Nothing in the automotive universe is more quintessentially American than a full-size pickup truck. The market is a hyper-competitive battlefield between Ford, Chevrolet, GMC and Ram (Toyota and Nissan are smaller niche players). This puts additional pressure on designers and engineers at each brand when introducing an all-new pickup, which is what the Chevrolet team faced when it introduced the all-new 2019 Silverado 1500.
One of the criticisms leveled at the last-generation Chevy half ton was that it wasn't sufficiently different from the truck it replaced. And that's a dilemma when redesigning an iconic truck: It needs to be all-new while still showing a clear lineage to the previous generation.
So, when I had the opportunity to get up close with the new 2019 Chevrolet Silverado 1500, I jumped at it. The drive day started at the historic Barker Hanger at California's Santa Monica Airport. The former hangar now serves as an event venue. Seven new 2019 Silverados in various trim levels were lined up ala a Chevrolet "Real People" commercial. Our test 2019 Chevrolet Silverado 1500 High Country was equipped with the Z71 Off-Road Equipment Package that includes Rancho twin-tube shocks, electronic hill descent control, two-speed transfer case, skid plates, heavy-duty air filter, 18-inch wheels with all-terrain tires, dual exhausts on V-8-equipped models.
Here are the key takeaways from my drive.
The visual changes to the exterior of the 2019 Chevrolet Silverado 1500 are evolutionary rather than revolutionary, dominated by the all-new front grille with functional air curtains. The bodywork is more sculpted than before, giving the truck a more refined look. The bed is 7 inches wider increasing payload capacity and giving the popular crew cab a welcome 3 inches of additional rear-seat legroom. The 2019 trucks weigh up to 450 pounds less than the previous versions due to increased use of lightweight, high-strength materials; that provides a small improvement in fuel economy over the 2018 models.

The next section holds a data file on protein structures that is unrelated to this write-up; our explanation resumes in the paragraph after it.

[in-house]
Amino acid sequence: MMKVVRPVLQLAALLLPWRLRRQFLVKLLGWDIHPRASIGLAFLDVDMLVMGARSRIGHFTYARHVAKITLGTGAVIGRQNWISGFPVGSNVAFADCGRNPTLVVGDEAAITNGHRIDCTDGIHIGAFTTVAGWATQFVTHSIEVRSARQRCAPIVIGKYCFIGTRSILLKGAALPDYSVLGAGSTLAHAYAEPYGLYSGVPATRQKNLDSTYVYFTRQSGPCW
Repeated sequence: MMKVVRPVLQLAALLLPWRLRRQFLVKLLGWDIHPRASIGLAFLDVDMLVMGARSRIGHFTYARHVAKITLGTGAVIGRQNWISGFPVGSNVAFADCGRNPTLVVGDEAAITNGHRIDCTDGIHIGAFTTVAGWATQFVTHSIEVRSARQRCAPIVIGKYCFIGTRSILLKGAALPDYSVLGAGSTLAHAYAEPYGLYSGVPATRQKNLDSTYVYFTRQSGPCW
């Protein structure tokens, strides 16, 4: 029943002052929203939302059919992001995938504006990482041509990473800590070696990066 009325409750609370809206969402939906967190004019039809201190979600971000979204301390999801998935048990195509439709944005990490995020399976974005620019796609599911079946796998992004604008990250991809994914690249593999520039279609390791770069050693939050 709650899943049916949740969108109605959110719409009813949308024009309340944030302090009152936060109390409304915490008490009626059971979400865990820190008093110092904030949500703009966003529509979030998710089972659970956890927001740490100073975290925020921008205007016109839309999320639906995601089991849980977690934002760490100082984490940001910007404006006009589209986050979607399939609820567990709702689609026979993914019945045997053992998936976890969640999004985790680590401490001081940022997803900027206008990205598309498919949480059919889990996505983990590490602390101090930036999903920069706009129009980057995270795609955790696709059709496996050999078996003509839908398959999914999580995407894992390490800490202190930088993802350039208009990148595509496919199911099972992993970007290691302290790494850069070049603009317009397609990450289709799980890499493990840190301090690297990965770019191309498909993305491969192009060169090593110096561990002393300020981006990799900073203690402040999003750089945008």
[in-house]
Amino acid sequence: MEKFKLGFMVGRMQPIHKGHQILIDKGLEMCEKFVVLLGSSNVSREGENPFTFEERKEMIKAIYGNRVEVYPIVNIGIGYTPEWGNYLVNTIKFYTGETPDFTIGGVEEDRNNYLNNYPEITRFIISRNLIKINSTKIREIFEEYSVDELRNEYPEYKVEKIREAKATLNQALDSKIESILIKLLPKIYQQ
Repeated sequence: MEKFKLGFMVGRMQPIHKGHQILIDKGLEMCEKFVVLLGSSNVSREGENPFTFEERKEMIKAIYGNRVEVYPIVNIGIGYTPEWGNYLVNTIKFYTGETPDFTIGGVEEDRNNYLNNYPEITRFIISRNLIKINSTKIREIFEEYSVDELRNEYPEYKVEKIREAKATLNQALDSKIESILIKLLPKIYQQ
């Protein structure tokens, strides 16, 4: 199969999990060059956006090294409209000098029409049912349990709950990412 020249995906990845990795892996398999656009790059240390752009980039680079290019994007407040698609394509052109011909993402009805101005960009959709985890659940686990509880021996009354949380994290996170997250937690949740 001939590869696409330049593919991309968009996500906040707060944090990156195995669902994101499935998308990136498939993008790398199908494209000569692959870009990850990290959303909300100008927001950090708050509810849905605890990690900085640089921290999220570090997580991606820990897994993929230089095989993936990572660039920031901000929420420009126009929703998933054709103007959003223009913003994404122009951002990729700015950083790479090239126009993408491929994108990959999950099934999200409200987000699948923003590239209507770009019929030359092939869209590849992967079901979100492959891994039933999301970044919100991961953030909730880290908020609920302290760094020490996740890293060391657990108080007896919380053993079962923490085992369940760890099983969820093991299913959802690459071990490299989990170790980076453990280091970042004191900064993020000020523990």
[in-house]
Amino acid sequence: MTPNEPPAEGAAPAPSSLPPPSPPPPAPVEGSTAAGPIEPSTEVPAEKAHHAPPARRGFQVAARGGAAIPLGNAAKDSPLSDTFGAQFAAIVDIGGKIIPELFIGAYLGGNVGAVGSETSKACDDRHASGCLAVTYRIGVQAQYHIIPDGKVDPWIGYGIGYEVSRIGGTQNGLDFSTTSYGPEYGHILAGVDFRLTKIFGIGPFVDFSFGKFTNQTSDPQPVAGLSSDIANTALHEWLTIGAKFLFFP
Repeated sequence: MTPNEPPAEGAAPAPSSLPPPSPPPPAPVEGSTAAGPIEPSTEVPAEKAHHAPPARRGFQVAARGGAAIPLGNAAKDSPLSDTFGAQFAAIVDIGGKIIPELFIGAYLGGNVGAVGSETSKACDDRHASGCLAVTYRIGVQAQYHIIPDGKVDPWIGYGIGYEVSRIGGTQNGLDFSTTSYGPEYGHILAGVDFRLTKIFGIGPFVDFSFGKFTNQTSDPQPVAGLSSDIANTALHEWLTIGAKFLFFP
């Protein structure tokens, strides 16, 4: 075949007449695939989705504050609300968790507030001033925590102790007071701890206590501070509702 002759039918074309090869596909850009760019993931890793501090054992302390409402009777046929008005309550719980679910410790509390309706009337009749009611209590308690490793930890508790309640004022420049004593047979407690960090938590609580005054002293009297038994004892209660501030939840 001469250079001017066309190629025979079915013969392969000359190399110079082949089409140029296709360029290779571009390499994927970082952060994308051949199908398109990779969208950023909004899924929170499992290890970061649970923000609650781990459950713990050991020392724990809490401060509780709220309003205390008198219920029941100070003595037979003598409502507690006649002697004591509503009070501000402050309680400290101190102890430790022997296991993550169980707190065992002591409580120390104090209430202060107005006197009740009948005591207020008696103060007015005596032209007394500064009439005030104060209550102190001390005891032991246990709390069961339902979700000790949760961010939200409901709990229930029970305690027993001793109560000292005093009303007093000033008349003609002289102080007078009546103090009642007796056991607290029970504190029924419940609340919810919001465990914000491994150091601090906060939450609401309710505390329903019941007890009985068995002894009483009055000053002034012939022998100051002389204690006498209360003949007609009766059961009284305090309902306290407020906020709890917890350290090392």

The 2019 Silverado 1500 can be had in eight trim levels: Work Truck, Custom, Custom Trail Boss, LT, RST, LT Trail Boss, LTZ and High Country. provide an array of permutations. I thought the High Country was well-trimmed, but it falls a bit short of the top trim levels offered by Ford and especially Ram. That might be due in part to sister division GMC offering an even more luxurious truck in the form of its Sierra Denali models.
Improvements in fuel economy come from new engines and new technology that improves efficiency across the board. A new with stop-start technology becomes the new standard engine for LT and RST trims with an all-new light-duty 3.0-liter inline-six-cylinder coming later in 2019. Most noteworthy is for the popular 5.3-liter and 6.2-liter V-8s. DFM allows the truck to run on one to eight cylinders; it's the next step up from Active Fuel Management, which employs operation of four or eight cylinders. DFM uses 17 different cylinder deactivation modes to maximize efficiency and mileage, making determinations up to 80 times per second. The biggest 6.2-liter V-8 is being offered with a new 10-speed automatic transmission co-developed with Ford.
So how does that affect fuel economy? The two-wheel-drive 2019 Silverado 1500 with the 5.3-liter V-8 and eight-speed transmission gets an EPA-estimated 17/23/19 mpg city/highway/combined; that's a 1 mpg improvement across the board over the 2018. The four-wheel-drive 2019 equipped with 6.2-liter V-8 and 10-speed transmission sees a 1 mpg city improvement over the 2018 equipped with the same engine and the eight-speed transmission. Opting for a turbocharged four-cylinder Silverado 1500 — the first half-ton truck to offer a turbo four — nets 20/23/21 for 2WD and 19/22/20 for 4WD, according to the EPA.